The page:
My understanding is that, unlike first order logic, no "effective" (sound, consistent) axiomatization of second order logic is complete; there will always be statements true in all models, but not provable from the axioms. "Effective" here means that there exists a terminating algorithm that tells you whether or not a given string is a valid proof. First of all, is this understanding correct?

Second of all, does anything change if we only require semi-decidability? That is, if there is an algorithm that (1) always terminated with the correct answer when given a valid proof string, but (2) either terminates with correct answer or doesn't terminate at all when given an invalid proof string. I have a hard time imagining what undecidable deductive systems would even look like, including semi-decidable ones, so I can't figure out if the answer to this question is obvious, though I sort of suspect that it is...


1 Answer 1


I assume here that you mean second-order logic with the standard, as opposed to Henkin, semantics.

It turns out the answer is no - the situation is far, far worse than may be obvious at a first glance.

Let's ignore deductive systems entirely, and just look at the set of second-order validities - that is, the set $Val_2$ of second-order validities (= second-order sentences which are true in every model according to the standard semantics). Intuitively, these are the ones which should be provable if our proof system is to be complete, and if you have a proof system of the type you describe then by searching through all possible proofs we would have that $Val_2$ is recursively enumerable. So your question is really an aspect of:

What is the computability-theoretic complexity of the set $Val_2$?

The answer turns out to be: really really huge. For example, it's not even in the arithmetic hierarchy at all (so in particular, Post's theorem tells us that the answer to your question is no), or even hyperarithmetic, so in a sense you can't figure out whether a second-order sentence is valid even if you could iterate the Turing jump "as many times as you want."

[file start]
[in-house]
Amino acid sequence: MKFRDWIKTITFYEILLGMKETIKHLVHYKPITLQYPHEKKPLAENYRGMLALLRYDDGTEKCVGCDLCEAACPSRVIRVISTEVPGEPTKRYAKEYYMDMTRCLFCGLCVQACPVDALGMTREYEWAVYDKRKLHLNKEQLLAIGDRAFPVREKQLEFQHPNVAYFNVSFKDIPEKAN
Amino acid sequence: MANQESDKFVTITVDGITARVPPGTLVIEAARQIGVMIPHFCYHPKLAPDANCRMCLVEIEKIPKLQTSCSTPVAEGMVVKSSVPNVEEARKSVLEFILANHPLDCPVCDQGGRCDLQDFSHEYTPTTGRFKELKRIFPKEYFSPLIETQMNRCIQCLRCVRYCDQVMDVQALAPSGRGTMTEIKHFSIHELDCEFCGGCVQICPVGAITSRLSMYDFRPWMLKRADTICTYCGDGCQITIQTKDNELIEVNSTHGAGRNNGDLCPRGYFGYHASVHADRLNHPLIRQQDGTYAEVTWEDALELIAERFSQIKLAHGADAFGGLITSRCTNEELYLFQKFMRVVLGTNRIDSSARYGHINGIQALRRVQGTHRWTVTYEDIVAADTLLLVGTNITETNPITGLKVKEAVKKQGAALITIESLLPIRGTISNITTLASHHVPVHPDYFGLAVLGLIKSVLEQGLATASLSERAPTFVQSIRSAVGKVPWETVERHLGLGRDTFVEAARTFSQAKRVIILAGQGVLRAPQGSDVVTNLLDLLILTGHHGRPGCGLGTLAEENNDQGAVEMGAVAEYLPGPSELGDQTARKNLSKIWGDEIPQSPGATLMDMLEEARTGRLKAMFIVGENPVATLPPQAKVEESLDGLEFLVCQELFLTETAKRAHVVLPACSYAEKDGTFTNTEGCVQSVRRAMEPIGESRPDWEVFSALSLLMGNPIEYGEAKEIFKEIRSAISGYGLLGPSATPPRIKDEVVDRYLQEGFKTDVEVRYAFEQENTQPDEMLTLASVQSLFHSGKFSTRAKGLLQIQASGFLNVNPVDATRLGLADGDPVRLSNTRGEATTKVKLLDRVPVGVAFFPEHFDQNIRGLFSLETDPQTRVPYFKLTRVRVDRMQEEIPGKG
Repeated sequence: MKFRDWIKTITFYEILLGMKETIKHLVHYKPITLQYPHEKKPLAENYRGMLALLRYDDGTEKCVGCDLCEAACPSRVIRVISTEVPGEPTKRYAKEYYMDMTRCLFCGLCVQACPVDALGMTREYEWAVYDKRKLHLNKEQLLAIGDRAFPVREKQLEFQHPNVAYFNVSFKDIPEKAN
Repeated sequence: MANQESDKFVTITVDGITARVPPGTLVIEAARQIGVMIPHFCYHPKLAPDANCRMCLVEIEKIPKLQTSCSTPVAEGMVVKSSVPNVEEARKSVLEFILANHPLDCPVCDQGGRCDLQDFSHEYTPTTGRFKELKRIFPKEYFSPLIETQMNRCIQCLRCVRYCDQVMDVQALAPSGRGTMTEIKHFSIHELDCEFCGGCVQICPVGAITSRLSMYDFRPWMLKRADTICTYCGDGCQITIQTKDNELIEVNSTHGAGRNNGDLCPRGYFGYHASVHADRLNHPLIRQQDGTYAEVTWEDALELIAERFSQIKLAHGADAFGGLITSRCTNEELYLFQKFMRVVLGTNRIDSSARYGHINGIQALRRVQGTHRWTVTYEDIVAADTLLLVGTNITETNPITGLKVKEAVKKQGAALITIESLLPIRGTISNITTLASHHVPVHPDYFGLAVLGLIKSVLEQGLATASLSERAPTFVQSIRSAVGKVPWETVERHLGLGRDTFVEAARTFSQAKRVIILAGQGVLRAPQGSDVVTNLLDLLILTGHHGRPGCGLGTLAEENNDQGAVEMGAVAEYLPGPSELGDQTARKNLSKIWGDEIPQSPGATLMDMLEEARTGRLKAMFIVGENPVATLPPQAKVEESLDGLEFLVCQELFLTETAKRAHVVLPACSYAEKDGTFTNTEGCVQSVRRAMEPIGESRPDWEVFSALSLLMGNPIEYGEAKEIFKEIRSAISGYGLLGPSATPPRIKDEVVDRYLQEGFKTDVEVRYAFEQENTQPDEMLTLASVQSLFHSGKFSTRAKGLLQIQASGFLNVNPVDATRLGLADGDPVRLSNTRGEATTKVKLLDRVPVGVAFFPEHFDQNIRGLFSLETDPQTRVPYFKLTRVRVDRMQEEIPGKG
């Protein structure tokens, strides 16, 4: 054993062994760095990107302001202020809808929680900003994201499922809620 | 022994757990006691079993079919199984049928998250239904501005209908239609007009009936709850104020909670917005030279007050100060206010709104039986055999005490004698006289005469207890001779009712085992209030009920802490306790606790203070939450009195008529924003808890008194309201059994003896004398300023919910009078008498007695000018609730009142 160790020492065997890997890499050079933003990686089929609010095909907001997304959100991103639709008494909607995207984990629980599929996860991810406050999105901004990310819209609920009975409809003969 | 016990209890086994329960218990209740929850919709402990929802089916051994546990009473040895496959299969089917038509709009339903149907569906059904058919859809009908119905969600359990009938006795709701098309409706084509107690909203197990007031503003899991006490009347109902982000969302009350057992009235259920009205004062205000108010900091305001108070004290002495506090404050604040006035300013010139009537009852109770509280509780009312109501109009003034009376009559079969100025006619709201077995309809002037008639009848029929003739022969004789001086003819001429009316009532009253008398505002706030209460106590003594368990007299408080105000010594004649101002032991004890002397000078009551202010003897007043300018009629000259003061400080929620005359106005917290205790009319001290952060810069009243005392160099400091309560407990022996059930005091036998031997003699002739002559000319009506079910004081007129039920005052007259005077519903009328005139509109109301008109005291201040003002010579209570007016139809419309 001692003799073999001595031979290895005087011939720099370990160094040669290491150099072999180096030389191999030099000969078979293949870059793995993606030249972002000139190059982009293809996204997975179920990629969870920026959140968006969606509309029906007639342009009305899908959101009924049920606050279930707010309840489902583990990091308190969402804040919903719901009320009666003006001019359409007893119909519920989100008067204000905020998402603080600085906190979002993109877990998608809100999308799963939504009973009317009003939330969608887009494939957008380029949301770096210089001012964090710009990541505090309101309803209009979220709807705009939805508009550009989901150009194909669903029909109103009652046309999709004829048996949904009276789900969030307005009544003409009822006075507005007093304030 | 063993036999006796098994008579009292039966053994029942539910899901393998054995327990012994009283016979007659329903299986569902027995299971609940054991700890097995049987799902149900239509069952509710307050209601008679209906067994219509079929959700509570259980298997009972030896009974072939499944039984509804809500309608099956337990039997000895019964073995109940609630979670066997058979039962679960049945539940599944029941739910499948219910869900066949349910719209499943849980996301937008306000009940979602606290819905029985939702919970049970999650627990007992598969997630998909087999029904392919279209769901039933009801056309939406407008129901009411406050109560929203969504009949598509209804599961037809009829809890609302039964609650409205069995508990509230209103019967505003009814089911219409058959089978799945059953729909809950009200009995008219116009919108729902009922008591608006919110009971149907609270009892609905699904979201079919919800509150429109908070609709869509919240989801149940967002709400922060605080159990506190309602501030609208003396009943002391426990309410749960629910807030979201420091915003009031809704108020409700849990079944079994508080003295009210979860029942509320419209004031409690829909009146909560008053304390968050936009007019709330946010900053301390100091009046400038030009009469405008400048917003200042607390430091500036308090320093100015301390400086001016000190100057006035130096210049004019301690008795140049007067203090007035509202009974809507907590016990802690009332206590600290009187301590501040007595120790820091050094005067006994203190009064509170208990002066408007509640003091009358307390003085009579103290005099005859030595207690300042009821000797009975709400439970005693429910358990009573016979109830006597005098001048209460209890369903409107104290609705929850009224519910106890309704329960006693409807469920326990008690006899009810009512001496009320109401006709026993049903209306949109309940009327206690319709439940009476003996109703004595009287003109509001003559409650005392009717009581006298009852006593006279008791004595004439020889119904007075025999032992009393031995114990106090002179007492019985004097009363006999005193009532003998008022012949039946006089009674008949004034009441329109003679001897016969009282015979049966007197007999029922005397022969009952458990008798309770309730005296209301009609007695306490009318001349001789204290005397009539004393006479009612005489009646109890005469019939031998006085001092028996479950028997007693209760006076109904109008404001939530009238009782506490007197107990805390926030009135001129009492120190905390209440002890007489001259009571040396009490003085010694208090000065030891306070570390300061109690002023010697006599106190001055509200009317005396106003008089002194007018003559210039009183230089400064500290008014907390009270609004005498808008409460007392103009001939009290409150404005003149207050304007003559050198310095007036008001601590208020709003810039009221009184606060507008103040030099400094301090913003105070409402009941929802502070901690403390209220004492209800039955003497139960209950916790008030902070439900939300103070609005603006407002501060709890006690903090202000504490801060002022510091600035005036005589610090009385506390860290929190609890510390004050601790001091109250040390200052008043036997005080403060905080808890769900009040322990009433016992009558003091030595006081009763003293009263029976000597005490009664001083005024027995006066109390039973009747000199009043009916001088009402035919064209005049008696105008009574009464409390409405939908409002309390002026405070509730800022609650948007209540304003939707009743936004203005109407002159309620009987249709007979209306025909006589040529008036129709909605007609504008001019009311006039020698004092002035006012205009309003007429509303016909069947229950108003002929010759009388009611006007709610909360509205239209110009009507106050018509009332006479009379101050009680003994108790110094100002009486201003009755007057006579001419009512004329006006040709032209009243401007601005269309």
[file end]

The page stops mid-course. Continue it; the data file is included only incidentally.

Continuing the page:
At this point it's a good exercise to prove a small fragment of the above claim: show that there is a computable sequence of second-order sentences $\psi_i$ such that for each $i$, $\psi_i$ is valid iff $i$ is not in the Halting Problem. Since the complement of the Halting Problem is not c.e., this will give a negative answer to your question. HINT: first show that there is a second-order sentence $\varphi$ which characterizes $(\mathbb{N}; +,\times)$ up to isomorphism, then think about how to describe Turing machines in the language of arithmetic ...

Another important aspect of the terribleness of second-order logic (with the standard semantics) - not directly related to your question, but important for developing an intuition for the subject - is its dependence on set theory (which has led to a debate over whether it even qualifies as a proper logic; I'm not going to get into that here, but if you're interested you can search for work of Quine, Shapiro, and Vaanaanen on the subject). Specifically, whether a second-order sentence is valid can depend on set-theoretic principles which are neither provable nor disprovable from the usual axioms of set theory!

The standard example is that there is a second-order sentence $\chi$ which is valid iff the continuum hypothesis holds. Constructing $\chi$ takes a bit of work but is ultimately not too hard, and reveals the "set-theoretically contingent" quality of second-order logic (especially in light of forcing, which shows that we can change whether a second-order sentence is valid or not by altering the set-theoretic universe, while first-order logic is much more$^1$ "absolute").

$^1$But not completely, arguably.


You must log in to answer this question.

Not the answer you're looking for? Browse other questions tagged .